There are various ways to gain access to your shell account:

If you have a Telnet client, you may dial into the Internet as you usually do. Once you have logged on to the Internet, then start your Telnet client. Telnet to, or more specifically, you may telnet to Linux is the actual name of the machine you are logging into, and where your user home directory is located. When telnetting to, you will be prompted again for your username, and password to log into the machine.

Windows 95 comes with a Telnet program. To access it, go START, RUN and type telnet

If you are using Windows 3.1, there is a telnet client available on the Cottage Software Inc. FTP site. is the location of the file. This file is in ZIP format.

If you do not have a Telnet client, you may access your shell account by using a modem terminal program. Programs such as Procomm, Windows 3.1 Terminal, Hyperterm, or any other terminal program should work. You will need to set the terminal emulation to VT100, or ANSI, to be able to use screen formatting. Use your terminal program to dial into the Internet using the number you usually use. At the Login: prompt, type telnet. This will present you with the Login: prompt for the machine Login with your username, and at the password, input your password.

How to log into your shell account:

No matter which method above you use, you will be faced with the Linux login: prompt. At the Linux login: prompt you should input your user name. Be sure it is in lower case characters. You will then be asked for your password. Input your password. It will not echo to you, so type carefully. If your input is acceptable, you will be told the last time you logged in to your shell account, and you will be told that you have logged.

Next you will be asked for your terminal type with prompt Terminal type? [Console]. At this point, if you are using ANSI or VT100 terminal emulation, all you have to do is type return. If you are using some other type of emulation, you will have to input the name of your terminal. If you have difficulty, contact us for assistance. Next you will see a somewhat funny, or philosophical statement from the computer, and the Linux:~# prompt. You have arrived at the shell account prompt.

What can I do with my shell account?

Through your shell account, you have access to the Linux environment. Linux is a version of the UNIX operating system, and is very powerful. You may now use the various Linux (UNIX) commands. Some useful commands are:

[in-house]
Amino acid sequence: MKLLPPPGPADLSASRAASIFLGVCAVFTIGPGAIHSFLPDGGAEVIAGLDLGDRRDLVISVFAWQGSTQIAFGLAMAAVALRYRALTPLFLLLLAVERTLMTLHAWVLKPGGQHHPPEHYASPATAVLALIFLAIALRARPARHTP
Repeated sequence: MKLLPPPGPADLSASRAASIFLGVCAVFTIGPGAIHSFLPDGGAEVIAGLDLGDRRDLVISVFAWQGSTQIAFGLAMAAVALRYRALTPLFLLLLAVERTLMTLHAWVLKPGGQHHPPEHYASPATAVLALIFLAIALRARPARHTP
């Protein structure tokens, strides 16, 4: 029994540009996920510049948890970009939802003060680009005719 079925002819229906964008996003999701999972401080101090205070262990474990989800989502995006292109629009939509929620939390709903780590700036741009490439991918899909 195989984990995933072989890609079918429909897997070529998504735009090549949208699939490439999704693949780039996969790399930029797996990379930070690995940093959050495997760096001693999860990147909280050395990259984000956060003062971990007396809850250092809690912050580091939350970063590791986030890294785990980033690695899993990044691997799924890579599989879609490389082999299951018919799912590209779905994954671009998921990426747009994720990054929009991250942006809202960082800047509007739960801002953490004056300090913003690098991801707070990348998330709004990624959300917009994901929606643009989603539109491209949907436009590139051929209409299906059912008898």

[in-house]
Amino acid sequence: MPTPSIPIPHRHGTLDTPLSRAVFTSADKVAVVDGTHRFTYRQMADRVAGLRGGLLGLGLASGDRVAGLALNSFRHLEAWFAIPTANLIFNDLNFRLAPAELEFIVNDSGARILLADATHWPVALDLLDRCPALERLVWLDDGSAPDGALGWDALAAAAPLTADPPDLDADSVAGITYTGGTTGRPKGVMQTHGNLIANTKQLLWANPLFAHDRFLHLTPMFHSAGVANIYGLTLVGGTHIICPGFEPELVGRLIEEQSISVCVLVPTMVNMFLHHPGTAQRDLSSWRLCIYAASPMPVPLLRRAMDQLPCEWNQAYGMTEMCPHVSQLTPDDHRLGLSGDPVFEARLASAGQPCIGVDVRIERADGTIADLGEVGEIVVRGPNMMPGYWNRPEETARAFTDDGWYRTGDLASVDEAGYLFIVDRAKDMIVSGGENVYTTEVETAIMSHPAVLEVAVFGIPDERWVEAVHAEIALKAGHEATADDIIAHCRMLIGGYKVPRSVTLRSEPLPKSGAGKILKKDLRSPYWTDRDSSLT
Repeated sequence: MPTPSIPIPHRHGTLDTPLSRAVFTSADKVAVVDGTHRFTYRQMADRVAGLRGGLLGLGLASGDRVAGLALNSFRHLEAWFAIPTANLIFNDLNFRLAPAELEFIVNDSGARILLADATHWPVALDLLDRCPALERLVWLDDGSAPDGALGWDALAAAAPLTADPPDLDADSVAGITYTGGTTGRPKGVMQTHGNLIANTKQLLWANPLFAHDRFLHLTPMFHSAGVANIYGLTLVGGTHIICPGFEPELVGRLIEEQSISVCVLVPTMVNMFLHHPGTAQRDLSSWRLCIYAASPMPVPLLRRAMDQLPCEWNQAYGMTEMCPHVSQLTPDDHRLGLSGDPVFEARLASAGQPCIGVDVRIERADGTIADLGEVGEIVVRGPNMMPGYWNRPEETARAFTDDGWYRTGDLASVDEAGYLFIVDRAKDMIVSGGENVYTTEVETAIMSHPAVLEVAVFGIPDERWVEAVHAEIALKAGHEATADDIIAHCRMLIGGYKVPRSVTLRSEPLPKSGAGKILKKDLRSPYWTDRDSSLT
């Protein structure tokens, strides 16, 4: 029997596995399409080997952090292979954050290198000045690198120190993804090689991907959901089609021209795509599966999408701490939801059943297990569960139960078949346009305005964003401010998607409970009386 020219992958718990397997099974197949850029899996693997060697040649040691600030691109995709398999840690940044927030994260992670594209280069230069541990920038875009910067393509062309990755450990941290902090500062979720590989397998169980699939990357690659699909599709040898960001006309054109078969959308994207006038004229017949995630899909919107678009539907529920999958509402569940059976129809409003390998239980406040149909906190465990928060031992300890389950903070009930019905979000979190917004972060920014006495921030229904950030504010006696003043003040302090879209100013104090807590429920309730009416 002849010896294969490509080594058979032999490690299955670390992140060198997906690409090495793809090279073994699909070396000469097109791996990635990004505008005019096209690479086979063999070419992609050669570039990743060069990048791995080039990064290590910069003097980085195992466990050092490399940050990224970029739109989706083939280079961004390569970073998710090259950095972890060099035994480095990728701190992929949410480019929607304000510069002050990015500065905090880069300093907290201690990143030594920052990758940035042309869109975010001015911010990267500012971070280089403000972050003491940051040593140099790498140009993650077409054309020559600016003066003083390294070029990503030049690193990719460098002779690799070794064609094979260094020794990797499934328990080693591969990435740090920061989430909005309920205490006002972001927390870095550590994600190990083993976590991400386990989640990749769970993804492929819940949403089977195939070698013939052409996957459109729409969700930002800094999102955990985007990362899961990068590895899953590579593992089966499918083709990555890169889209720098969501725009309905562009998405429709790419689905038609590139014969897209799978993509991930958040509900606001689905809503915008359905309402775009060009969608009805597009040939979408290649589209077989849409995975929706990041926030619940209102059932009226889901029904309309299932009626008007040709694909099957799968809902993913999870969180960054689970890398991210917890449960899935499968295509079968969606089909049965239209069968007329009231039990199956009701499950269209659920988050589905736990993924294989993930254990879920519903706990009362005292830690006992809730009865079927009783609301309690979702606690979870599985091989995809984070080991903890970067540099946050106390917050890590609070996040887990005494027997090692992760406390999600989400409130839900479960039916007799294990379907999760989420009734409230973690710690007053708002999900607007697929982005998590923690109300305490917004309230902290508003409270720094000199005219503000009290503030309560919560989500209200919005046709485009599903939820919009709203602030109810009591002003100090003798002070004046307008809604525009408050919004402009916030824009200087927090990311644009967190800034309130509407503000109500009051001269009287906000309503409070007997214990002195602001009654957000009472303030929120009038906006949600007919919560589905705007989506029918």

pine	a news and Email reader.
	ls	directory
	man	Manual. By typing man, and the name of a command, you may look at
		the manual page for that command. For example man man will display
		the manual for the man command.
	cd	changes directories.
	rm 	removes (erases) a file.
	chmod	changes the access permissions of a file or directory.
	mkdir	creates a new directory.
	rmdir	removes a directory.
	pwd	prints the current working directory.
	traceroute traces the Internet route to another machine.
	cp	copies a file
	mv	moves a file. This command can be used to move a file from one
		place to another. Be careful, as it erases it from the source
		location after it is done. This command is also used to rename
		a file or directory.
	ftp	an FTP client for file transfers.

Where do I find out more information?

There are many books available on the UNIX operating system in general, and on Linux in particular. A trip to the local library, or book store will probably overwhelm you with choices. There are so many books available, that it would be impossible for us to evaluate all of them and make any recommendation.

Running user supplied programs from within my shell account.

If you would like to bring software to run from within your shell account, you may do so, provided that the software is first approved by the administration of the Internet Connection. You do not have any access to compilers, assemblers, linkers, or libraries. This means that you cannot compile your own software on the system. We must perform that task for you.

What do I do when I am finished using my shell account?

When you have finished using your shell account, type exit at the command prompt. Exit will log you off the system, and close all of your processes.

Enjoy your personal Shell Account. As always, if you have any questions, of encounter any difficulties, Contact Us.


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Copyright © 1996 By: Cottage Software Inc., Tulsa, OK USA